Canada pledges $13M for Mali aid
Money exclusively for food and health care, Fantino says
The Conservative government continued its efforts to keep Canada at arms-length from the war in Mali on Tuesday, pledging $13 million in humanitarian assistance but refusing to help pay for any African-led military mission.
International Development Minister Julian Fantino announced the new aid money at a major conference in Ethiopia, where organizers had hoped to raise nearly $1 billion to cover the costs of several African-led military interventions.
French and Malian forces are currently pushing back Islamic militants who have taken over the northern half of Mali, but troops from the surrounding West African region are being organized to take over in the coming weeks and months.
Fantino said Canada’s money is exclusively to provide food and health care to Malians struggling inside the country and the estimated 383,000 who have been displaced by the conflict, and not for military purposes.
“Canada has been a friend of the Malian people,” Fantino said in a statement. “Building on Canada’s significant investments over the past year, Canada will continue its lifesaving work in Mali through humanitarian and development assistance.”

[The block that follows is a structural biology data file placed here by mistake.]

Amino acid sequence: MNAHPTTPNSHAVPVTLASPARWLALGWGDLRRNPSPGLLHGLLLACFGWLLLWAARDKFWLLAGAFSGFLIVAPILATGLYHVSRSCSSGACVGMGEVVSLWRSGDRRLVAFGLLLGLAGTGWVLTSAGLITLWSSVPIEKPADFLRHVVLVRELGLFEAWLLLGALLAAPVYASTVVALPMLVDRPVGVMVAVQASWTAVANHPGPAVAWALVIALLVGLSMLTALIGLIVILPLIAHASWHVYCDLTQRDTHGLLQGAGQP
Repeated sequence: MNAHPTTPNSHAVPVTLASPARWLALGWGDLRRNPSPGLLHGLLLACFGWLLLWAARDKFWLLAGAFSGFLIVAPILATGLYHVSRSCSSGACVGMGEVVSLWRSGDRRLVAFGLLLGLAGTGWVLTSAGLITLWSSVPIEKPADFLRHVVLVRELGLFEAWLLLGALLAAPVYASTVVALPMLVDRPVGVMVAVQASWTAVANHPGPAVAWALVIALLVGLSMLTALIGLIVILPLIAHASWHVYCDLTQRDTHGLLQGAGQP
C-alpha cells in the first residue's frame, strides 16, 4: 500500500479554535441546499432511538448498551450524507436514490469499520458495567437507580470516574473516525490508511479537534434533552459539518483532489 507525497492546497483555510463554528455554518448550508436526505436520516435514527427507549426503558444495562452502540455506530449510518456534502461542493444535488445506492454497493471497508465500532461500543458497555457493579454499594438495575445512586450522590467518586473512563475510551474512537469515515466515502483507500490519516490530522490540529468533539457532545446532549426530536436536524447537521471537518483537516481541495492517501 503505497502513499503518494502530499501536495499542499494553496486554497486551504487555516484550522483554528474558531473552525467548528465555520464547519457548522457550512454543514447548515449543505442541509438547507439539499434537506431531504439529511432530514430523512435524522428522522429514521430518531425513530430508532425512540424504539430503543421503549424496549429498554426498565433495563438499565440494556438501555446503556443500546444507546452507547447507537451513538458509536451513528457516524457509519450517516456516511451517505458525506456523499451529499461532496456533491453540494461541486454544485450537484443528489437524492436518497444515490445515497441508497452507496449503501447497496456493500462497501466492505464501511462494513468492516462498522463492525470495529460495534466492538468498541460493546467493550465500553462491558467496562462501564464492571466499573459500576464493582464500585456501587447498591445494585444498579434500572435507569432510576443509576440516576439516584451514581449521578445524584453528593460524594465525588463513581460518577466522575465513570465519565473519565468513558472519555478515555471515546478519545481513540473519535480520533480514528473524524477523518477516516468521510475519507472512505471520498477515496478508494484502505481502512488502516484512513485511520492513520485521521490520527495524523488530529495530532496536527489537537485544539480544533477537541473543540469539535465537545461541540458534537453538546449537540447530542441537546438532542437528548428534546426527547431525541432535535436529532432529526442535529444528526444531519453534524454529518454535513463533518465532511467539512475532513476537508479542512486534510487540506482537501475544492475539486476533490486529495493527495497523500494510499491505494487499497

Officials did not say why the government opted to contribute emergency aid, which will flow through the UN and a number of aid groups, and not the international military interventions.
While dozens of countries pledged money and equipment at the conference in Ethiopia, the total raised was only $455 million — well short of the $1-billion target.
Despite this, NDP foreign affairs critic Paul Dewar indicated his party’s support for the government’s decision to direct money toward aid instead of military interventions.
“What we do know is that there is a huge need for humanitarian support,” he said. “It’s a good start.”
Dewar said Canada will have an opportunity to make additional commitments on Mali at an EU-organized conference next month — if Parliament decides that is the way to go.
“The (African Union) has stepped up and done its job and if there’s still a need for other support, obviously when that conference in Brussels comes up, we should be taking a look at it,” he said.
Interim Liberal leader Bob Rae, however, described the decision not to contribute to the African-led missions as “regrettable,” particularly given they were approved by the United Nations.
“I think we should continue to participate and support the activities of the UN in Africa to provide more security, not only to Africans but to the rest of the world,” he said.
Canada has so far committed a C-17 military transport aircraft to help ferry French troops and equipment to Mali until the middle of next month, and it has deployed special forces troops to guard the Canadian Embassy in Bamako.
While acknowledging the seriousness of the situation in Mali, Prime Minister Stephen Harper has ruled out any “direct” military mission.
Rae indicated he is strongly in favour of an increased Canadian role in the conflict.
“There are issues here of security as well as of internal governance that have a consequence for the whole region,” he said.